It is of interest to note that ROS levels could be responsible for the activation of NF-κB and/or Nrf2 pathways. These responses are shown in Figure 1.

Molecular mechanisms of the cardiomyocyte response to ROS derived from ischaemia/reperfusion events

Figure 1
Molecular mechanisms of the cardiomyocyte response to ROS derived from ischaemia/reperfusion events

HO-1, haem oxygenase-1; P, phosphorylation; Ub, ubiquitination.

Figure 1
Molecular mechanisms of the cardiomyocyte response to ROS derived from ischaemia/reperfusion events

HO-1, haem oxygenase-1; P, phosphorylation; Ub, ubiquitination.

INFLAMMATION IN ISCHAEMIA/REPERFUSION

In addition to ROS release following heart ischaemia, the early reperfusion phase is characterized by enhanced cytokine and adhesion molecule expression. During the first hour of reperfusion, superoxide triggers neutrophil infiltration, which increases cardiac damage by further release of ROS, inflammatory mediators and proteases [17]. Myeloperoxidase, an inflammatory marker accounting for neutrophil accumulation, is also able of increasing ROS production via hypochlorous acid breakdown. Recently, it has been demonstrated that elevated serum myeloperoxidase activities are significantly associated with the prevalence of acute coronary syndrome in patients with coronary heart disease [18]; however, inhibition of this enzyme with ulinastatin [19] or phloroglucinol [20] protected the heart against ischaemia/reperfusion injury in the rat. Chemokines are known to induce leucocyte migration, growth and activation. Specifically, the chemokine IL (interleukin)-8 appears to have a fundamental role in regulating neutrophil localization in ischaemic myocardium. In mice, CXCL2 (CXC chemokine ligand 2), the homologue of human IL-8, is up-regulated in reperfused myocardium [21]. The chemokine response in ischaemic tissues may be induced by various factors, including ROS, cytokines [e.g. TNF (tumour necrosis factor)-α], complement and NF-κB activation [22]. Prospective epidemiological studies have shown that serum levels of CRP (C-reactive protein), a biomarker of inflammation, is a strong predictor of cardiovascular ischaemia/reperfusion injury cycle events, such as MI, post-operative AF (atrial fibrillation) and stroke [23]. Several studies have revealed an independent association of high plasma CRP levels with adverse prognosis in patients with AMI. Interestingly, pre-conditioning was found to inhibit post-ischaemic CRP increases in a rat model of AMI [24].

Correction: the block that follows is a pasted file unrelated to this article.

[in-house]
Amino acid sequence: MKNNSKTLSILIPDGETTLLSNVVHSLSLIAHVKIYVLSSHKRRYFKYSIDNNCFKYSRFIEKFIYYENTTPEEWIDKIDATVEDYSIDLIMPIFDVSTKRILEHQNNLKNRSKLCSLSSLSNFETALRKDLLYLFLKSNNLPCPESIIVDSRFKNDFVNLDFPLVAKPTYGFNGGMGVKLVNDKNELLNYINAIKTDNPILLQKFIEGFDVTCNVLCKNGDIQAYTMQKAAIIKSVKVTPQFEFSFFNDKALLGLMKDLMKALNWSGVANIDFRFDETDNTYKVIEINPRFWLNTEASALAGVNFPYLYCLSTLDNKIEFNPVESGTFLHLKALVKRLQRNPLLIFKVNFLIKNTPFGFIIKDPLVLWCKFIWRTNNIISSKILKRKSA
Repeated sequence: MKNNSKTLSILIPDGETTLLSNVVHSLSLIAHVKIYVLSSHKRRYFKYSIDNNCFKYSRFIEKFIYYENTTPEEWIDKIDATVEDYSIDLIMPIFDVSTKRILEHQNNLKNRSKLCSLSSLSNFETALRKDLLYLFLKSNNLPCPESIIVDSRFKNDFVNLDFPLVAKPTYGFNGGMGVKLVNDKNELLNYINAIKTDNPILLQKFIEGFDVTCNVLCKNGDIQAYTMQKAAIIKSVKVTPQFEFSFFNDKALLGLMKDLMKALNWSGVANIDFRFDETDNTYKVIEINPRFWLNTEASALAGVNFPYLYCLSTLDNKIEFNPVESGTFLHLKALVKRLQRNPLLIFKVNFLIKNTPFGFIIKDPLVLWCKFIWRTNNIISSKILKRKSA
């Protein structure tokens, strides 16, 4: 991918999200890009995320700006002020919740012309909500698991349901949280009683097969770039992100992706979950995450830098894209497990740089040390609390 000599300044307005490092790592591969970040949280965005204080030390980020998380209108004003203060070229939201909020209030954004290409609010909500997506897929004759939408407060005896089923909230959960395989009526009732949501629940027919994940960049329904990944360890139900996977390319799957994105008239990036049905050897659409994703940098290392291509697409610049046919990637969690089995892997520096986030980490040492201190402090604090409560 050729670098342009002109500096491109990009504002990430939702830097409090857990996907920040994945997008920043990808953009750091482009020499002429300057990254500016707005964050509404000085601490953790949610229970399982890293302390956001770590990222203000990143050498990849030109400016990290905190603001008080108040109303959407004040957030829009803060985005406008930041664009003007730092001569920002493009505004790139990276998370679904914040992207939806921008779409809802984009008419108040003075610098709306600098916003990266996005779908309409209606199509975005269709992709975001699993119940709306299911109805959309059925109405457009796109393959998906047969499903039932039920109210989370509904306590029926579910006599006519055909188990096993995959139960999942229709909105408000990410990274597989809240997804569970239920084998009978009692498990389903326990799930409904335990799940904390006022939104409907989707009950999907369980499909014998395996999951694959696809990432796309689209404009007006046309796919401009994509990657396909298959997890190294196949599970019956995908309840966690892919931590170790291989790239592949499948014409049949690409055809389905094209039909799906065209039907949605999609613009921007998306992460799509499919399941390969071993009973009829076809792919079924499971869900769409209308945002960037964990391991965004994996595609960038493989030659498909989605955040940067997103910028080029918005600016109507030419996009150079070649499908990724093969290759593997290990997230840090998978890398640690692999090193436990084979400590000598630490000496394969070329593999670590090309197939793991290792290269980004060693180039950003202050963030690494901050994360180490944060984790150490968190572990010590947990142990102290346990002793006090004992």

CELL DEATH IN ISCHAEMIA/REPERFUSION

Apoptosis